A few weeks ago, Apple delivered blowout earnings that completely demolished Wall Street’s expectations. For the June quarter, Apple posted revenue of $28.57 billion, setting a new all-time quarterly record.
Following Apple’s stellar earnings report, Apple shares began to aggressively climb upward where they would eventually top the $400/share barrier and reach an all-time intraday high of $404.50 a share.
Apple shares have since dipped a bit, highlighted by today’s 10+ point drop in the wake of the Dow falling over 300 points. Though Apple is currently trading in the $380 range, we can confidently predict that Apple shares will inevitably climb back up to $400.
That notwithstanding, Apple’s share price relative to its P/E remains incomprehensibly low. When Apple shares hit $400, its P/E was about 15.96.
To put that figure into context, let’s look at some other companies.
Apple not only makes more money than Amazon, but is also growing its bottom line at a much faster rate. Still, curiously, Amazon’s P/E ratio is 6 times higher than Apples (89.50 last we checked). Even Netflix has a P/E that’s nearly 4 times as high as Apples (62.58).
And here’s the kicker – whereas Apple experienced 82% quarterly growth year over year, Amazon and Netflix recorded 51 and 48% growth respectively measured over the same time period.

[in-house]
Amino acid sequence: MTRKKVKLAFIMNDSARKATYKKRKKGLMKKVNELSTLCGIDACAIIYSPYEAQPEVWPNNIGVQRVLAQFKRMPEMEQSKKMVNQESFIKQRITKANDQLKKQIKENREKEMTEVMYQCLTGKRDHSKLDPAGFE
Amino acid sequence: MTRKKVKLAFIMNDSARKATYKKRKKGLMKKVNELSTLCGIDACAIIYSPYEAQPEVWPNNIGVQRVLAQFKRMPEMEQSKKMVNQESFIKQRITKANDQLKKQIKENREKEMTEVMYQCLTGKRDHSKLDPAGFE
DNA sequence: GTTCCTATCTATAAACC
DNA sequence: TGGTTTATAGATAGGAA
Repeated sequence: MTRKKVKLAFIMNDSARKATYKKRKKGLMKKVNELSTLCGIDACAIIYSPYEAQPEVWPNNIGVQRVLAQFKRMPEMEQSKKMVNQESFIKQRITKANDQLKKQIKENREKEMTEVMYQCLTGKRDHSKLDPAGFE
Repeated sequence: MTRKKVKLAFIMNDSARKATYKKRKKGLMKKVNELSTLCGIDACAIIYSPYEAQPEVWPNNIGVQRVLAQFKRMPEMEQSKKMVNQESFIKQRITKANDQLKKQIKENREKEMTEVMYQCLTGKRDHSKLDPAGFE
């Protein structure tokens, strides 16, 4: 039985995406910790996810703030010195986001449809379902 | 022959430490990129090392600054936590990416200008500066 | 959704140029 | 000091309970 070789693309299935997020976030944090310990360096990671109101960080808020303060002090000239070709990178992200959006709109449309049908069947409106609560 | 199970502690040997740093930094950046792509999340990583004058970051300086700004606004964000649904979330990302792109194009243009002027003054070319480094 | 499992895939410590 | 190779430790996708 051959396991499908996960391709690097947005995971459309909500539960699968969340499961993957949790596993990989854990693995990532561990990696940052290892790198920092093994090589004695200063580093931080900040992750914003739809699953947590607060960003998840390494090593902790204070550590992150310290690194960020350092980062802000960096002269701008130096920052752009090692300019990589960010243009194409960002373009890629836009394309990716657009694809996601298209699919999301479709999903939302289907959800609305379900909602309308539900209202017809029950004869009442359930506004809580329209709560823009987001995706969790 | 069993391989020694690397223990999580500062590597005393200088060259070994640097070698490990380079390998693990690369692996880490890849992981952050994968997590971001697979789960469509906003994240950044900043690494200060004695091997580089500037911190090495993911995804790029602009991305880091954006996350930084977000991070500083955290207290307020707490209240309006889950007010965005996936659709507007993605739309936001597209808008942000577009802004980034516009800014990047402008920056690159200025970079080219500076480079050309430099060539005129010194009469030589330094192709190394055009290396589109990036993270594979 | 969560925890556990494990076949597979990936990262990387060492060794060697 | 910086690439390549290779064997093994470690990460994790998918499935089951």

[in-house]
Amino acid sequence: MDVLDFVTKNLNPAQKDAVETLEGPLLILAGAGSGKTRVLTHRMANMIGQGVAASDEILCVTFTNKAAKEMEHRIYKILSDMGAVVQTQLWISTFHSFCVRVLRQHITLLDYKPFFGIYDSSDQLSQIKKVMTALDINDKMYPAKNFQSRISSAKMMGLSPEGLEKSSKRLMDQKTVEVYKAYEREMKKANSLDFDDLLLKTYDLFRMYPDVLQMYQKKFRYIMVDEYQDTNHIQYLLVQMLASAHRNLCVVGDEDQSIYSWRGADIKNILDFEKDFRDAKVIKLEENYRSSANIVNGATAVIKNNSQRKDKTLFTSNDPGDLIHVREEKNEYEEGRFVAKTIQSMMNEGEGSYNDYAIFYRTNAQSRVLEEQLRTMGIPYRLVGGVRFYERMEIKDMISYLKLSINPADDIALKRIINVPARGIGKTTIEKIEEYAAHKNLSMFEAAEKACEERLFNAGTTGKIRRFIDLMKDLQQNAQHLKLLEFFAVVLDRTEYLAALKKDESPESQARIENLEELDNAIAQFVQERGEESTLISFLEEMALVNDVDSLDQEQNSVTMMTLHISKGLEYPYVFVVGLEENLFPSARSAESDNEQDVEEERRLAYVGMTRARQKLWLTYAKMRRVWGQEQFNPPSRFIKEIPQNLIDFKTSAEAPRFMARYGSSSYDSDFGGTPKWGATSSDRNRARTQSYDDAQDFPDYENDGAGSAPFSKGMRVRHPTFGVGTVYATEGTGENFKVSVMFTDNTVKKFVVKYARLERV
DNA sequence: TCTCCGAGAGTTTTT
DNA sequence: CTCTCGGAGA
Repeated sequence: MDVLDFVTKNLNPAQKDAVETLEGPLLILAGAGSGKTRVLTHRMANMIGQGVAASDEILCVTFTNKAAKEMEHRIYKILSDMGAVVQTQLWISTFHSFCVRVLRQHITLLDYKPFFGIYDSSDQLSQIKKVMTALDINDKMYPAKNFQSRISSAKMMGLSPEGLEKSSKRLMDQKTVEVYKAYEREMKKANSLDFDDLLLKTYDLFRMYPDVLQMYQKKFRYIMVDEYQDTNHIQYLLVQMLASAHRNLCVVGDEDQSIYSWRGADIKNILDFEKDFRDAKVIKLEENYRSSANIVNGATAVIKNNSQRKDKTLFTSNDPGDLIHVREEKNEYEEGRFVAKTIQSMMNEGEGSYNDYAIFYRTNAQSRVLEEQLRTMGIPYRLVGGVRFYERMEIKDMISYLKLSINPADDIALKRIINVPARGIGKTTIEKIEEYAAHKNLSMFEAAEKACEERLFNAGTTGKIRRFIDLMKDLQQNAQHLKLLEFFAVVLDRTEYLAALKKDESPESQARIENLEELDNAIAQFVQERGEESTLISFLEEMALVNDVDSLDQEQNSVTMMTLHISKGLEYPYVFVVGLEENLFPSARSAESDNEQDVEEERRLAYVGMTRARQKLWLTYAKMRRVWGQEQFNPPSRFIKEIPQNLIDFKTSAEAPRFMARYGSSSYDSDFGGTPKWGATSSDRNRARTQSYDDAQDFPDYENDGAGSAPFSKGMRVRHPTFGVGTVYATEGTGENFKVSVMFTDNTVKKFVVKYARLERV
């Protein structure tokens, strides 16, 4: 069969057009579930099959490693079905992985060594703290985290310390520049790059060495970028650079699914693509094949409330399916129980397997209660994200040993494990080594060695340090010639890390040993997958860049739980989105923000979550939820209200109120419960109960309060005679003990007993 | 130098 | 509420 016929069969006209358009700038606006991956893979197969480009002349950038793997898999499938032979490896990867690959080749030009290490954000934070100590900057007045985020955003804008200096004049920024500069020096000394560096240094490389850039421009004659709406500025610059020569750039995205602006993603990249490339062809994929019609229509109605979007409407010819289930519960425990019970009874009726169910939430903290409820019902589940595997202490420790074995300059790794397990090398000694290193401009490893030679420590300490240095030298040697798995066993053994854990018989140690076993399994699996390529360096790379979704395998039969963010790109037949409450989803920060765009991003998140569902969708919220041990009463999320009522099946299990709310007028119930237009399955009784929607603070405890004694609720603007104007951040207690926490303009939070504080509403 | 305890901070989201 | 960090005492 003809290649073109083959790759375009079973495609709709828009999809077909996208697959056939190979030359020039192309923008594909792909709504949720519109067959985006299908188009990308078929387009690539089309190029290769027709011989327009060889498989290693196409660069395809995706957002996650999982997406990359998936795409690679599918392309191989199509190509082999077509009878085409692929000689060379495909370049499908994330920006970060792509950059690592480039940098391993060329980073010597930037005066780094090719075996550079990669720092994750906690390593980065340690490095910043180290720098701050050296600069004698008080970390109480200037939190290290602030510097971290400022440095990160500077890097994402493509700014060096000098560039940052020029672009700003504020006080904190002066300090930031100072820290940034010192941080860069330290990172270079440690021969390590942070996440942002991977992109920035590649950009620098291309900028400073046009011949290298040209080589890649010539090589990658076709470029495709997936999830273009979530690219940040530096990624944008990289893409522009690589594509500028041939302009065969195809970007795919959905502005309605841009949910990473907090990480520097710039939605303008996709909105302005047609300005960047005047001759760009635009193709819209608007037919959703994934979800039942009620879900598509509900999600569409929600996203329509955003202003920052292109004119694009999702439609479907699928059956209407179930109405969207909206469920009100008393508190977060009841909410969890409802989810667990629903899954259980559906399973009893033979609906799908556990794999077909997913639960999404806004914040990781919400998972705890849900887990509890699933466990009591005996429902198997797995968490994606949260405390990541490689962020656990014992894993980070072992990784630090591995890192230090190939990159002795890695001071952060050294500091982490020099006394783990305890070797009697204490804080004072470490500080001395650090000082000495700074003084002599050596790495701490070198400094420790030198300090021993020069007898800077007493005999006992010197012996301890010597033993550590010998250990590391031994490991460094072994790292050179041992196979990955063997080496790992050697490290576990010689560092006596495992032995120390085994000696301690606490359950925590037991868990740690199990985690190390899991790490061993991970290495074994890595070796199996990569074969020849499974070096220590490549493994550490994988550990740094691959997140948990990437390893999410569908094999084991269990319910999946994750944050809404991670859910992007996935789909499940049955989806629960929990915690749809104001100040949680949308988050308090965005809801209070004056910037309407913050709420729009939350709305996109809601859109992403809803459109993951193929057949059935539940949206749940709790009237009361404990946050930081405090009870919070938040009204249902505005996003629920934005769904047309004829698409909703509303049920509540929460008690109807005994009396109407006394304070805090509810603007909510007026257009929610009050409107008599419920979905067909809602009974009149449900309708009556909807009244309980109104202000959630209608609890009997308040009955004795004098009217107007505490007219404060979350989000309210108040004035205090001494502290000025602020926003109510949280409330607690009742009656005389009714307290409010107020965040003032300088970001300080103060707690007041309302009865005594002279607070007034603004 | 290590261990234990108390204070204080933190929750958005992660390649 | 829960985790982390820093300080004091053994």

We’d like to think that Wall St. will soon come around and value Apple appropriately but the honest truth is that they’ve been underestimating and undervaluing Apple for years. It’s almost unprecedented that a company as big as Apple can continue to grow its earnings at over 80%. And the scary thing is that it does so on a consistent basis.
In any event, Business Insider put together this illustrative chart which depicts how undervalued Apple shares are. As Apple’s share price has increased over the past few months, it’s P/E ratio has correspondingly dipped. The take away is that Apple’s earnings are growing at a much faster clip than what is reflected in its share price. The bottom line is that Apple, even at price levels bordering $400 a share, remains grossly undervalued.
via Business Insider